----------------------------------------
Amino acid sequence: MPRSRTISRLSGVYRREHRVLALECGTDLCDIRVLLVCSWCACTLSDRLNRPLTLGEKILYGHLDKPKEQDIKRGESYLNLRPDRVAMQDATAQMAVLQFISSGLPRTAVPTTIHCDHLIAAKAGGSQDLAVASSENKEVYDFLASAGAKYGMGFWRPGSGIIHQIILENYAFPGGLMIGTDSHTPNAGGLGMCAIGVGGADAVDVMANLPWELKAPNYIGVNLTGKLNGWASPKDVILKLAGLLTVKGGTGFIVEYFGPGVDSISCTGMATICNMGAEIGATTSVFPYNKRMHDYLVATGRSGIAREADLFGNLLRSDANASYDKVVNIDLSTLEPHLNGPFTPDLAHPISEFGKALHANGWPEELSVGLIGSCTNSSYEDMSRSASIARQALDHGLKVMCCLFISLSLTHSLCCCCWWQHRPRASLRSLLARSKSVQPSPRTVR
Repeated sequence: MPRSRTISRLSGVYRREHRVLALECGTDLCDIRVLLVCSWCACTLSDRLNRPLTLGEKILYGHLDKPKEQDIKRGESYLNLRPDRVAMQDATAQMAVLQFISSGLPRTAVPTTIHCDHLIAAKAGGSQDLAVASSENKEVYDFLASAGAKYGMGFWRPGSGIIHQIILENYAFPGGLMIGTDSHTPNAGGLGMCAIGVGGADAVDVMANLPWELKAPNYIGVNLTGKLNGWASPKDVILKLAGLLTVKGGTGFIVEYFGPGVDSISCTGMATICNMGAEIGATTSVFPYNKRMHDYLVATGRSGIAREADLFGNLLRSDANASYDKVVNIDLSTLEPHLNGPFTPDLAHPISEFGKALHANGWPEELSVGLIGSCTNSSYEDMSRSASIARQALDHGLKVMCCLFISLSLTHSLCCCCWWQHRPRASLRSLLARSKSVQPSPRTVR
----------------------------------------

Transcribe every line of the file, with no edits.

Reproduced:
Amino acid sequence: MPRSRTISRLSGVYRREHRVLALECGTDLCDIRVLLVCSWCACTLSDRLNRPLTLGEKILYGHLDKPKEQDIKRGESYLNLRPDRVAMQDATAQMAVLQFISSGLPRTAVPTTIHCDHLIAAKAGGSQDLAVASSENKEVYDFLASAGAKYGMGFWRPGSGIIHQIILENYAFPGGLMIGTDSHTPNAGGLGMCAIGVGGADAVDVMANLPWELKAPNYIGVNLTGKLNGWASPKDVILKLAGLLTVKGGTGFIVEYFGPGVDSISCTGMATICNMGAEIGATTSVFPYNKRMHDYLVATGRSGIAREADLFGNLLRSDANASYDKVVNIDLSTLEPHLNGPFTPDLAHPISEFGKALHANGWPEELSVGLIGSCTNSSYEDMSRSASIARQALDHGLKVMCCLFISLSLTHSLCCCCWWQHRPRASLRSLLARSKSVQPSPRTVR
Repeated sequence: MPRSRTISRLSGVYRREHRVLALECGTDLCDIRVLLVCSWCACTLSDRLNRPLTLGEKILYGHLDKPKEQDIKRGESYLNLRPDRVAMQDATAQMAVLQFISSGLPRTAVPTTIHCDHLIAAKAGGSQDLAVASSENKEVYDFLASAGAKYGMGFWRPGSGIIHQIILENYAFPGGLMIGTDSHTPNAGGLGMCAIGVGGADAVDVMANLPWELKAPNYIGVNLTGKLNGWASPKDVILKLAGLLTVKGGTGFIVEYFGPGVDSISCTGMATICNMGAEIGATTSVFPYNKRMHDYLVATGRSGIAREADLFGNLLRSDANASYDKVVNIDLSTLEPHLNGPFTPDLAHPISEFGKALHANGWPEELSVGLIGSCTNSSYEDMSRSASIARQALDHGLKVMCCLFISLSLTHSLCCCCWWQHRPRASLRSLLARSKSVQPSPRTVR